Malls were also a site of aspirational consumption. While I could occasionally buy clothes, records (on vinyl or cassette), food, or other goods, mostly the mall was the place of imagination of what I would buy if I could. My friends and I could try on clothes to see what styles were flattering for occasions we might someday need an outfit for. This was not just a way to pass the time, but to bond with friends. Memorialized in movies like Fast Times at Ridgemont High (1982), Valley Girl (1983), and Mall Rats (1995) to name a few, malls were center stage for middle-class American teens living in the suburbs.

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May 14, 2018

Careers and Side Hustles in Creative Work

Jonathan Wynn (1)By Jonathan Wynn

In an article titled “Institutional Office and the Person” one of the great mid-century sociologists, Everett C. Hughes, wrote that a career is “the moving perspective in which the person sees his life as a whole and interprets the meaning of his various attributes, actions, and things which happen to him” and that any self-appraisal was dependent on how that person moves through an organization, as a kind of sequence of roles. What if we don’t really work in institutions anymore?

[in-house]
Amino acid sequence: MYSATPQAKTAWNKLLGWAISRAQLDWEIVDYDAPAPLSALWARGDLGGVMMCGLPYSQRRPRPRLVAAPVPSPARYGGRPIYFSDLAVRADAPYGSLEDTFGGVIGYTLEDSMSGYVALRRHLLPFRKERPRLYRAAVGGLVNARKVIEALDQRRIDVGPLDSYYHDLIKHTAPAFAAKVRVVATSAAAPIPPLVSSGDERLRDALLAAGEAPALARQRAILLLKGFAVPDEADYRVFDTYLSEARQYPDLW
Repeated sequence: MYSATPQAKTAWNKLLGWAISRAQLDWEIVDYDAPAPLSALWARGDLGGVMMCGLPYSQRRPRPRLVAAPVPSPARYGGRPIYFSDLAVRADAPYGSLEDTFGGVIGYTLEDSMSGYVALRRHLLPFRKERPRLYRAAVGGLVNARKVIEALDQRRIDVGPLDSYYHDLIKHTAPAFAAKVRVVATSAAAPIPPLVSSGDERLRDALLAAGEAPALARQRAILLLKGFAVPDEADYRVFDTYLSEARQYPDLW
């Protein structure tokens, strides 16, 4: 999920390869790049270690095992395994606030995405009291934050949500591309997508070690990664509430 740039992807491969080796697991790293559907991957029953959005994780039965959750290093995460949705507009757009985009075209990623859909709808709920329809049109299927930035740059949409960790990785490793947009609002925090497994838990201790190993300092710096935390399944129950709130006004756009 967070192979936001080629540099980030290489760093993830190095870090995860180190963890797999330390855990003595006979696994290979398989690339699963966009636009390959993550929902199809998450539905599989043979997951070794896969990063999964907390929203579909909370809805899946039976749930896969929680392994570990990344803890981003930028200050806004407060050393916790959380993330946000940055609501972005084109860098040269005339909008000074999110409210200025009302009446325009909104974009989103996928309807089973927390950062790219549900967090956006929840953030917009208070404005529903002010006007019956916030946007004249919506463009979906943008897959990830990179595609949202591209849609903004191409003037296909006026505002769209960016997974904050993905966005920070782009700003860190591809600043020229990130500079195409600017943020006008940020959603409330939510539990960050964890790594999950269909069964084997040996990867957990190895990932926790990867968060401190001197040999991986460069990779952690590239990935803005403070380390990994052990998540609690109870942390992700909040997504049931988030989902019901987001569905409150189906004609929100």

Careers, particularly in the creative world, don’t match Hughes’ model. People are not moving through any one organization, or even any one career, but several and, at times, concurrently. When you graduate you might not have one career, but two or three. (It is likely, in fact, that the average graduate will have three or four career changes, and four job changes by age 32.) Millennial workers will likely have to work more than one job to make ends meet. You will, quite possibly, have to make ends meet with what are called “boundaryless” jobs and careers.